New charity to offer river trips to people with disabilities next year
A new charity offering trips on the River Thames to people with physical and mental disabilities is to launch in Goring next year.
Floatability will ferry groups of up to eight passengers, or up to four wheelchair users with two carers, on a motorised 17ft Pioner Multi boat with a crew of two, according to the Henley Standard.
The boat has a bow which opens to form a ramp, allowing people with mobility problems to easily board and disembark on a slipway. Made from recyclable plastic, the £10,000 boat also has a detachable canopy for shelter.
Volunteers will skipper the boat and give talks to their passengers on the flora and fauna of the Goring Gap and offer to teach them to fish.
The charity has still to finalise the boat’s itinerary, but some trips may start and finish at Goring lock while others may run from the Goring Gap Boat Club’s headquarters next to Gatehampton railway bridge.
Journeys of one, three or five hours will cost between £80 and £195 per boat trip, with the two longer journeys including a stop for lunch at an accessible pub or restaurant.
The charity hopes to hire “facilitators” who would encourage less confident passengers to break the ice and chat with one another.
Some users would be referred by disability charities, but small groups or individuals will also be able to book. The service will be officially launched in late March and the trips will run from April to October when river conditions allow. If the coronavirus restrictions are still in place, the service will operate with limited capacity to allow social distancing, according to the Henley Standard.
Floatability is the brainchild of Will Howard, who restores wooden boats from a base in South Stoke, and his wife Laura, a psychotherapist and psychologist.
They bought the boat about a year ago after raising the money through grants from Tesco, the Greenham Common Trust and the Icknield Gas and the Gatehampton Trust, both based in Goring.
They also raised £3,000 by rowing more than 100 miles in a skiff down the Thames from Lechlade in Gloucestershire to Sunbury.
The charity now hopes to raise another £2,900 for a spare outboard engine, training courses and miscellaneous equipment.
It is also looking for more volunteer boatmen, fundraisers and networking assistants. Candidates needn’t have previous experience but an understanding of boating or disability issues would be helpful.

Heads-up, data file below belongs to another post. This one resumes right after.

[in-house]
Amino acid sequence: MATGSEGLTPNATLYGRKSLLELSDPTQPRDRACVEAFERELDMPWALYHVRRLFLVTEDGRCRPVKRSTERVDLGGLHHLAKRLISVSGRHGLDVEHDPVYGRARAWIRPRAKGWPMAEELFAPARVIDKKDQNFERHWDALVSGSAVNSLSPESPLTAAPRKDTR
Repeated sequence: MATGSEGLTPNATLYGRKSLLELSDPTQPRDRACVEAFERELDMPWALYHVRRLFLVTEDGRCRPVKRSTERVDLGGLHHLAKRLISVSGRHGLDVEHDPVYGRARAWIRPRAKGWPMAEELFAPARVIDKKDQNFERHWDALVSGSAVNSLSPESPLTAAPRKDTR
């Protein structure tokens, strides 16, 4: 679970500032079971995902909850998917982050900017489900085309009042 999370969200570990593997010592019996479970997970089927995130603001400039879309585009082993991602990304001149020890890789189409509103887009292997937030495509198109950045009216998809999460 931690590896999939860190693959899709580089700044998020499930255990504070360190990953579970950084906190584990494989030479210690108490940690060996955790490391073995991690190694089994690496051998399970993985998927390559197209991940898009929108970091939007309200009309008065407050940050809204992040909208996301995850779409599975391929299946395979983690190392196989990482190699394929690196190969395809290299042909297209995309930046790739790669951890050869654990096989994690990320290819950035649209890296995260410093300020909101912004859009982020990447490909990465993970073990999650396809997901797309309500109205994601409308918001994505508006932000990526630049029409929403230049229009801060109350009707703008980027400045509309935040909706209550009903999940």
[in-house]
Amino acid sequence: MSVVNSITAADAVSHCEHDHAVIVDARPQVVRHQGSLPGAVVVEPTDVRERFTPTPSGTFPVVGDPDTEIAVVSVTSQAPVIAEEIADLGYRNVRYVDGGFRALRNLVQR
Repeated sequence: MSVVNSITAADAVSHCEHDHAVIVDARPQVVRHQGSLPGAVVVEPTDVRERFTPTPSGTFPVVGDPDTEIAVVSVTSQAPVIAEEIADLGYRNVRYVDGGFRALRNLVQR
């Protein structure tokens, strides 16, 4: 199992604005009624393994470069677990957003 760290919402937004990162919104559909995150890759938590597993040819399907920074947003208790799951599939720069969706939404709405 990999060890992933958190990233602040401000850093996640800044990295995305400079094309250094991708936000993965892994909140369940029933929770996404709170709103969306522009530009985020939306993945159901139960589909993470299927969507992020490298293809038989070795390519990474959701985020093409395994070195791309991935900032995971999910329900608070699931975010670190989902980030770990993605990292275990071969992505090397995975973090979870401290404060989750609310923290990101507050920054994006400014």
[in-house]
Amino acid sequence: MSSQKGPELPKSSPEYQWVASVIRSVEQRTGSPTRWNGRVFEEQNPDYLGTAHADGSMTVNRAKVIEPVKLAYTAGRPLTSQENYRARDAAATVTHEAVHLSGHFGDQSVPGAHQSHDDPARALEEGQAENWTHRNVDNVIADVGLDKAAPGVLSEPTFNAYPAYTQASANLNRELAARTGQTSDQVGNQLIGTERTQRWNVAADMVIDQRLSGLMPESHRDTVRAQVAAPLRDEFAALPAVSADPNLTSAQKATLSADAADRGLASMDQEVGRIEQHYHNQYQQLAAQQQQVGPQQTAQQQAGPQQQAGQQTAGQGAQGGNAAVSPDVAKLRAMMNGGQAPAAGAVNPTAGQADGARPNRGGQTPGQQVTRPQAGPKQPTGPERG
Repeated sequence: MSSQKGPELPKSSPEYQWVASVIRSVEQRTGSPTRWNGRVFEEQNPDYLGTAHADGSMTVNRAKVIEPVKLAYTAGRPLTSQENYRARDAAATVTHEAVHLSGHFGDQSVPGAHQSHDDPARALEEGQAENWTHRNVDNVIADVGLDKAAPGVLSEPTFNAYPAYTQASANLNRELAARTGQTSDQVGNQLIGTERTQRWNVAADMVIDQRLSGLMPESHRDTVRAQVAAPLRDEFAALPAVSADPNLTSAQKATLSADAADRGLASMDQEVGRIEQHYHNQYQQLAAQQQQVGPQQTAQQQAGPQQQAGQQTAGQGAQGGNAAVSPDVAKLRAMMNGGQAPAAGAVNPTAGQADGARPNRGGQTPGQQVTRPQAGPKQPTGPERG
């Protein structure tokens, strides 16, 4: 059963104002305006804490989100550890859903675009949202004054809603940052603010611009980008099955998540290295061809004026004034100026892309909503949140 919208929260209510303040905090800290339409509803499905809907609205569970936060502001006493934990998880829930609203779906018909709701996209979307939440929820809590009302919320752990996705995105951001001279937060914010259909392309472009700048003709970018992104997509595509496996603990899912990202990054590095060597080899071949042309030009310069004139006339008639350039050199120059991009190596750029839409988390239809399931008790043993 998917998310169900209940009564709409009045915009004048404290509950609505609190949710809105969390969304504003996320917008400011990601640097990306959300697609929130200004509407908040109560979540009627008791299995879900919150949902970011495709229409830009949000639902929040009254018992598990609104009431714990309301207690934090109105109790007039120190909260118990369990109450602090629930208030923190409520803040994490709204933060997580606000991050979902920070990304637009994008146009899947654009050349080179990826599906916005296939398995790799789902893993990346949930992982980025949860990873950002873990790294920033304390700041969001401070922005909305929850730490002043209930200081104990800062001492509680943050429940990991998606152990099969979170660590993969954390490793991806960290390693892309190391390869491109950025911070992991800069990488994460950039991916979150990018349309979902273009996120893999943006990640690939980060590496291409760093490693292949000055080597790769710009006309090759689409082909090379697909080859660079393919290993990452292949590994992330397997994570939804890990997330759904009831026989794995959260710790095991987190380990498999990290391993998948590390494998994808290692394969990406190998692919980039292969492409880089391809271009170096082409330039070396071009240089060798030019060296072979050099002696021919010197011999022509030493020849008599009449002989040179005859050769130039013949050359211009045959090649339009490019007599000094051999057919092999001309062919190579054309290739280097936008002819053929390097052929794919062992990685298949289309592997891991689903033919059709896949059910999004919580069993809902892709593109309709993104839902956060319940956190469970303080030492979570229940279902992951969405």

Mr Howard, who has worked for boatbuilders Henwood & Dean in Mill End and Peter Freebody & Co in Hurley, will be the skipper.
He says: “The river has always been part of my life and it gives me a good feeling so I wanted to help others enjoy it.
“We’ve got a very versatile boat and look forward to launching. We’ve optimistically decided on about 12 trips a month for the first year, but we don’t know what the need will be because it’s such a new venture. We’re offering something very different from any other boating groups.”
Mrs Howard adds: “There’s a lot of isolation among the disabled community and they sometimes struggle to find a safe, non-judgemental and caring space to socialise or develop a hobby. Fishing, for example, has been shown to massively help soldiers with post-traumatic stress disorder and it will help our passengers to form lasting social connections and meet people from different groups.
“We want this to be affordable because many disabled people are on benefits and it was important for us to cater to mental health needs as there isn’t much provision locally. Disability isn’t just about physical or cognitive problems.
“For us, the reward is helping others to experience the joy of being on the water, with all the many benefits that brings.”
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